Tuesday, September 14, 2010

$180K grant to extend River Valley Trail



By ROBERT KOCH

Villager Staff Writer


NORWALK -- Officials gathered at Union Park in Norwalk on Monday morning to announce the award of a $180,000 federal grant which they said marks a "new beginning" for the Norwalk River Valley Trail.

The proposed 27-mile bicycle/pedestrian trail from Norwalk to Danbury currently comprises a one-mile stretch that ends at Union Park in Norwalk. Another section has been opened in Wilton, between Merwin Meadows and Wilton High School.

"This is the end of the trail in its current form, and from here, we're looking to go roughly 27 miles north. So that is a big task to undertake and today marks the first major step," said Patricia Sesto, director of Wilton's Department of Environmental Affairs and chairwoman of the Norwalk River Valley Trail steering committee. But first "we need a clear sense of what is logistically feasible, and what the towns and the cities want."

On Monday morning, Sesto and officials from towns along the proposed trail announced the receipt of the $180,000 grant from the National Recreational Trails Program and approved by the Federal Highway Administration. Confirmation of the award was received this month, according to officials.

The federal money will be used to develop a study, which will serve as the foundation for construction of the trail northward. As part of the study, the steering committee will seek public input on design, routing and other aspects of the trail.

Sesto told the Wilton Villager that the NRVT steering committee will issue a request for proposals seeking a firm to prepare the study. She hopes to see the study completed within 18 months.

Officials from towns along proposed trail route stood in Union Park at the edge of the current trail and in front of a banner reading "Norwalk River Valley Trail. Five Towns. One Vision."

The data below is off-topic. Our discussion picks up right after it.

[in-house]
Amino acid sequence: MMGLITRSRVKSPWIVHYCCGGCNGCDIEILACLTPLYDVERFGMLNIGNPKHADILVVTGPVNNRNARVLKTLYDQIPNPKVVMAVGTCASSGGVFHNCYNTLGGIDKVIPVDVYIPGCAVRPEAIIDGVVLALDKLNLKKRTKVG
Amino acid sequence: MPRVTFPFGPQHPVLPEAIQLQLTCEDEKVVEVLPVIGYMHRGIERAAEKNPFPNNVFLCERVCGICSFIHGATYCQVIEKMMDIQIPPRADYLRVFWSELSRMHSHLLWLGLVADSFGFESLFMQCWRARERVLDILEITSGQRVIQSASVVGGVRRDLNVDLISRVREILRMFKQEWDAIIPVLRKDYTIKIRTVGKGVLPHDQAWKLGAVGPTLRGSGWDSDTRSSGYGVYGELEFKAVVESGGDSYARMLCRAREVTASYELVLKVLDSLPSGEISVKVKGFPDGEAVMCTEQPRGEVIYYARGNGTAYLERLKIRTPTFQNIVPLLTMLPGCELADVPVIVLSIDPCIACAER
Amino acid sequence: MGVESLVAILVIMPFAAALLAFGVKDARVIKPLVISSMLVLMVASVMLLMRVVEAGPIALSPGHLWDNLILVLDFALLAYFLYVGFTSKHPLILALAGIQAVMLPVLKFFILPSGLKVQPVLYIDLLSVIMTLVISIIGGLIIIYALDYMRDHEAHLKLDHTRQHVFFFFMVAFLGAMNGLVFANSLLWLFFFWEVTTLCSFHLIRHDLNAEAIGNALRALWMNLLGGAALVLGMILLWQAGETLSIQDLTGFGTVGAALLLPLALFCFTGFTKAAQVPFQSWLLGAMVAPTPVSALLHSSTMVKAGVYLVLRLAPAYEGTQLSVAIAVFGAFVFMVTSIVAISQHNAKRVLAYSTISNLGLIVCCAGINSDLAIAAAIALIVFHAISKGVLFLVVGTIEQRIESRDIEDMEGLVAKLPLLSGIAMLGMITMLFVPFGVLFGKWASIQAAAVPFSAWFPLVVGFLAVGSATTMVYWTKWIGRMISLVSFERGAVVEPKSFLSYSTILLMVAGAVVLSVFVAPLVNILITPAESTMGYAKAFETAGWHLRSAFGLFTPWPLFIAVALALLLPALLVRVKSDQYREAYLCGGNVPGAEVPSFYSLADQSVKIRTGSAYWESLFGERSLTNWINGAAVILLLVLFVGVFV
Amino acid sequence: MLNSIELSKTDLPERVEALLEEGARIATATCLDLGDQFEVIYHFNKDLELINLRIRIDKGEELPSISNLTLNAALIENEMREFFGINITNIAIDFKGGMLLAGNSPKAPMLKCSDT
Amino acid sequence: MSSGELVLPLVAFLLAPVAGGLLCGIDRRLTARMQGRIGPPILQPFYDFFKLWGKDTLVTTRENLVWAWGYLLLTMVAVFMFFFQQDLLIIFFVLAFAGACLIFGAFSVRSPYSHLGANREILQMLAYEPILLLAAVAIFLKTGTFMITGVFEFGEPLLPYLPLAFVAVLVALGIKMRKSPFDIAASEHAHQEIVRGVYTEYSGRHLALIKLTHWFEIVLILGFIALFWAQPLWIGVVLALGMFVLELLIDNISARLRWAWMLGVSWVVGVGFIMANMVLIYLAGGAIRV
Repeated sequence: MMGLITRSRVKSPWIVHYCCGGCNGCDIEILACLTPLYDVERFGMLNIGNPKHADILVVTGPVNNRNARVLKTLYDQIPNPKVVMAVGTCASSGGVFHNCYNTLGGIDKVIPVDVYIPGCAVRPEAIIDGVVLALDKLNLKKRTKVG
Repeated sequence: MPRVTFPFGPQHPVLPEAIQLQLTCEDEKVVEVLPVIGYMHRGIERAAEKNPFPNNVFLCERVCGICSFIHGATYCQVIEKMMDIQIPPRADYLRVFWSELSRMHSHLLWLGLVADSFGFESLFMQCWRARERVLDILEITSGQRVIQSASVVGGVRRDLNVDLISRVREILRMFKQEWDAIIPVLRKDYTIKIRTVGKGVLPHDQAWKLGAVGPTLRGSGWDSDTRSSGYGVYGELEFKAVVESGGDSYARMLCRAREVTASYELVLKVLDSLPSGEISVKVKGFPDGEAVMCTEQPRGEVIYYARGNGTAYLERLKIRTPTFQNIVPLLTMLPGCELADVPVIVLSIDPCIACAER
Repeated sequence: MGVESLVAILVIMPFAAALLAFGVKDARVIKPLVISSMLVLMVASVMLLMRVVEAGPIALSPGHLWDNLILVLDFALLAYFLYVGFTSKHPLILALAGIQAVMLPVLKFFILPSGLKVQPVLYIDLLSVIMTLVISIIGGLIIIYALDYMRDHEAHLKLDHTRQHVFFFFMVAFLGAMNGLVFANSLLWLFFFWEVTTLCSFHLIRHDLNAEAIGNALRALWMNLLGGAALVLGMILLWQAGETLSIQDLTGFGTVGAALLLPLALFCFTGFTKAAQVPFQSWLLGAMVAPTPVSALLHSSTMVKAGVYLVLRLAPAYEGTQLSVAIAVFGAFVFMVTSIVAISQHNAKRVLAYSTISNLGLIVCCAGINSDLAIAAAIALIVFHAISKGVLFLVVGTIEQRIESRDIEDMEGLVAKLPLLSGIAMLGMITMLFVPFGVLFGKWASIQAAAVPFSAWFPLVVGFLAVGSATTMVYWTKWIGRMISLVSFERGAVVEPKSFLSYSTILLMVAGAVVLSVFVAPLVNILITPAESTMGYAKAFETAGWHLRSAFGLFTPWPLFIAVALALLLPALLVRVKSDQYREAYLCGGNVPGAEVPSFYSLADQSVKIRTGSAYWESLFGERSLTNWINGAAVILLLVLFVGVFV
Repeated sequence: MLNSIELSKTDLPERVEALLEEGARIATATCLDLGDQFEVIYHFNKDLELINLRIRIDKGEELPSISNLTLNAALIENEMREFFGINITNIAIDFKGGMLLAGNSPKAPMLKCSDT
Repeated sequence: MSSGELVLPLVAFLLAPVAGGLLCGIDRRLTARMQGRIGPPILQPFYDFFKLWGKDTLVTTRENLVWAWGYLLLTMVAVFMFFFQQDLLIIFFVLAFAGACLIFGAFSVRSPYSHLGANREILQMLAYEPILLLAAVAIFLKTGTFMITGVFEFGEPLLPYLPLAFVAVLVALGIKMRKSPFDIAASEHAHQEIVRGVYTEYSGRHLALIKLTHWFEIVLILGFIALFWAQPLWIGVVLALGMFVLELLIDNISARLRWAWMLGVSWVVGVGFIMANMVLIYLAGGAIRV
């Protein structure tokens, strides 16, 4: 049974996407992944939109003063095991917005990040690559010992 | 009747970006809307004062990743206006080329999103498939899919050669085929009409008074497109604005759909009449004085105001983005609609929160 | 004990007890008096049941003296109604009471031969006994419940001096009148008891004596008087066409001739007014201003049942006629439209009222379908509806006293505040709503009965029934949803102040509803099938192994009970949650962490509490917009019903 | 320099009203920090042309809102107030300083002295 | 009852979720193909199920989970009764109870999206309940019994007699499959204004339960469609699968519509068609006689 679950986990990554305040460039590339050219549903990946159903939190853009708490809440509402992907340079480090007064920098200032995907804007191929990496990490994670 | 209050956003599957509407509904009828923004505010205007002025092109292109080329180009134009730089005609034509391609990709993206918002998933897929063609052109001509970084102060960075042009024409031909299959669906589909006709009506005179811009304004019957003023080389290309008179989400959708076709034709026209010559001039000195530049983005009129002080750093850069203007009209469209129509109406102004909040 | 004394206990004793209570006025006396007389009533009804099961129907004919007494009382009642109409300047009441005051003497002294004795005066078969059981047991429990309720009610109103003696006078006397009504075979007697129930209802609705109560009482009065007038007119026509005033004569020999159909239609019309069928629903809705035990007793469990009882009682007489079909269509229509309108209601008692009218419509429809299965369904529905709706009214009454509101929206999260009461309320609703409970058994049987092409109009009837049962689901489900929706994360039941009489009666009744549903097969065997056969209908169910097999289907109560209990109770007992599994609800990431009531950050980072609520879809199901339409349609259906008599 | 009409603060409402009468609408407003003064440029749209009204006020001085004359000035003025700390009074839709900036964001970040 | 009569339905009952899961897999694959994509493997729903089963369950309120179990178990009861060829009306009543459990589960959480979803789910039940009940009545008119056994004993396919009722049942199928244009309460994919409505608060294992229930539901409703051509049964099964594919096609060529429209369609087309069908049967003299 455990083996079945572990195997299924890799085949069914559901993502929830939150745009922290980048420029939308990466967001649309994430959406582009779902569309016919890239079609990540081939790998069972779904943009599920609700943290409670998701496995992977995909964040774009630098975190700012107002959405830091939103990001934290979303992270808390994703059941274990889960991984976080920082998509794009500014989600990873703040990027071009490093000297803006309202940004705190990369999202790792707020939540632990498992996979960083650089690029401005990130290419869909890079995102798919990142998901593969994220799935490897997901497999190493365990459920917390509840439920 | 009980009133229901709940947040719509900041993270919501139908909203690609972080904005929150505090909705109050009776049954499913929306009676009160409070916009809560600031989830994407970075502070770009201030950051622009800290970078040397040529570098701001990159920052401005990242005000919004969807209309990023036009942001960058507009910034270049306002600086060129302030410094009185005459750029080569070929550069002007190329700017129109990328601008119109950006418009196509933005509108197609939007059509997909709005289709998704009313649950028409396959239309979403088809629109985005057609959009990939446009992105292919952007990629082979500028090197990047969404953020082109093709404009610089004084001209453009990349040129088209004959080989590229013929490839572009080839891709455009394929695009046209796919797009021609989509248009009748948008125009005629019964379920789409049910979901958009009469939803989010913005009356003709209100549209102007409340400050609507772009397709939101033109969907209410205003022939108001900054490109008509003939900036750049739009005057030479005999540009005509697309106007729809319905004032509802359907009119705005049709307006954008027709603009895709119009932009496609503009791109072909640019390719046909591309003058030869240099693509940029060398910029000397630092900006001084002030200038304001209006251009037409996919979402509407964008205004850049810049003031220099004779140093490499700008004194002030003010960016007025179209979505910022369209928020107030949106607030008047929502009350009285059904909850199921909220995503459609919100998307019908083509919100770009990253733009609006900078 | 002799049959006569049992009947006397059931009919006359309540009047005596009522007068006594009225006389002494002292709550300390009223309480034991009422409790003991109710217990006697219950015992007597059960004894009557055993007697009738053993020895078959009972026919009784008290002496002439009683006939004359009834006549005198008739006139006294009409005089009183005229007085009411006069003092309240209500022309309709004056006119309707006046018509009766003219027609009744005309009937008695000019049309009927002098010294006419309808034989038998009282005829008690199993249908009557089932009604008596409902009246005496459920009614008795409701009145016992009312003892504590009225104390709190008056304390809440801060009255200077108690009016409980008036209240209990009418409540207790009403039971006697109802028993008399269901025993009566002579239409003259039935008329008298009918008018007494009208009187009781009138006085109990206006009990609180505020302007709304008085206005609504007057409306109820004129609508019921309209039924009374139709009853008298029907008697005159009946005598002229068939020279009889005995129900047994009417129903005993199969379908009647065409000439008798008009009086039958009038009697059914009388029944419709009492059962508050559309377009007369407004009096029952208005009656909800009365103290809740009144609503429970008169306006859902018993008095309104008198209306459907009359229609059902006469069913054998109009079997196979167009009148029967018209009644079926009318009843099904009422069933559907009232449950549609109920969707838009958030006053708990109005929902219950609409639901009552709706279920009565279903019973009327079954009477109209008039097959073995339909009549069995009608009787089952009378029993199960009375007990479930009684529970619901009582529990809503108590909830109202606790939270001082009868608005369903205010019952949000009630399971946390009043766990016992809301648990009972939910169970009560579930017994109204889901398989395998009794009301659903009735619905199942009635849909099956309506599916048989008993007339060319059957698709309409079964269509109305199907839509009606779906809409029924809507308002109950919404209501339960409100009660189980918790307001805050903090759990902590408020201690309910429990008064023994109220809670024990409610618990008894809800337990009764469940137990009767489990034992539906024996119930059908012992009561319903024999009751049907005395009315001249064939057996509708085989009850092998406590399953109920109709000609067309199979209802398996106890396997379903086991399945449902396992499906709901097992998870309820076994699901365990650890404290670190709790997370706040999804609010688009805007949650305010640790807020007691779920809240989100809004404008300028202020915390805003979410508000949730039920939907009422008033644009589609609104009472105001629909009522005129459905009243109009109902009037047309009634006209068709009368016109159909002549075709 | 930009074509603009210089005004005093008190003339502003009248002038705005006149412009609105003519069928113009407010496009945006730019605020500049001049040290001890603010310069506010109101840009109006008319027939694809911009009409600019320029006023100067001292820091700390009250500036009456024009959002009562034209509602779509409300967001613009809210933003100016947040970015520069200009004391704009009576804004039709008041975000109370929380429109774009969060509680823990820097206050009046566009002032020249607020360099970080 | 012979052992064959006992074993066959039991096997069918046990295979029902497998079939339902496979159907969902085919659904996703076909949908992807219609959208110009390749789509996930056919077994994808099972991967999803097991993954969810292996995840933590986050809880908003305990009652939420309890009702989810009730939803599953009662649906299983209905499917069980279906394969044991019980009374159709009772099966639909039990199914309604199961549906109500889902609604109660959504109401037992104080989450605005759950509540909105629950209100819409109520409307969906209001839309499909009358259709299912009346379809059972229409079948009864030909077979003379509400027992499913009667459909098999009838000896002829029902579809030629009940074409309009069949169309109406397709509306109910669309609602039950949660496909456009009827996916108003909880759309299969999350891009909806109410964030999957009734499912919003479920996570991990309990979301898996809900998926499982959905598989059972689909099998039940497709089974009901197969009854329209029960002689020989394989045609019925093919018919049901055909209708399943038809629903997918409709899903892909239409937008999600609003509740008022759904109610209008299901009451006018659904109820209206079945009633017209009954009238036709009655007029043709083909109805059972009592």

"I think that this, again, speaks to regional cooperation to solve many of our problems," Norwalk Mayor Richard A. Moccia said. "It's an example of when big cities and small towns can work together."

Also present were state Sen. Toni Boucher, R-26; state Sen. Bob Duff, D-25; state Rep. John W. Hetherington, R-125; Ridgefield First Selectman Rudi Marconi; and Gail Lavielle, a member of the Wilton Board of Finance and chairwoman of the NRVT public outreach subcommittee.

Lavielle, a Republican who is challenging state Rep. Peggy Reeves, D-143, this November, credited Sesto with leading the "mammoth task" of assembling the grant application last year within a two-week window -- a deadline was looming. She said construction of the trail has broad support.

"It's rare that you find something that has such universal support. The Norwalk River Valley Trail benefits every one of the communities," Lavielle said. "A number of families have told us they are so happy this is moving along."

Silvermine residents Lance Zimmerman and Deborah Lewis rode their bicycles to the grant announcement. They told The Hour Newspapers that they ride the trail regularly.

"One of my dreams, before my kids graduate from school, is they can safely ride their bikes to school," Lewis said.

Duff, himself a bicyclist, said he enjoys riding the trail, but not having to leave it at Union Park and ride on streets alongside vehicles. Boucher thanked the office of Gov. M. Jodi Rell and the state DEP for shepherding the grant application. Marconi said talk of the trail began many years ago. He credited those early talks and all who've helped advance the concept since. Hetherington said the trail will draw attention to the Norwalk and Silvermine rivers and other wetlands along its route.

"These rivers are really treasures," Hetherington said.

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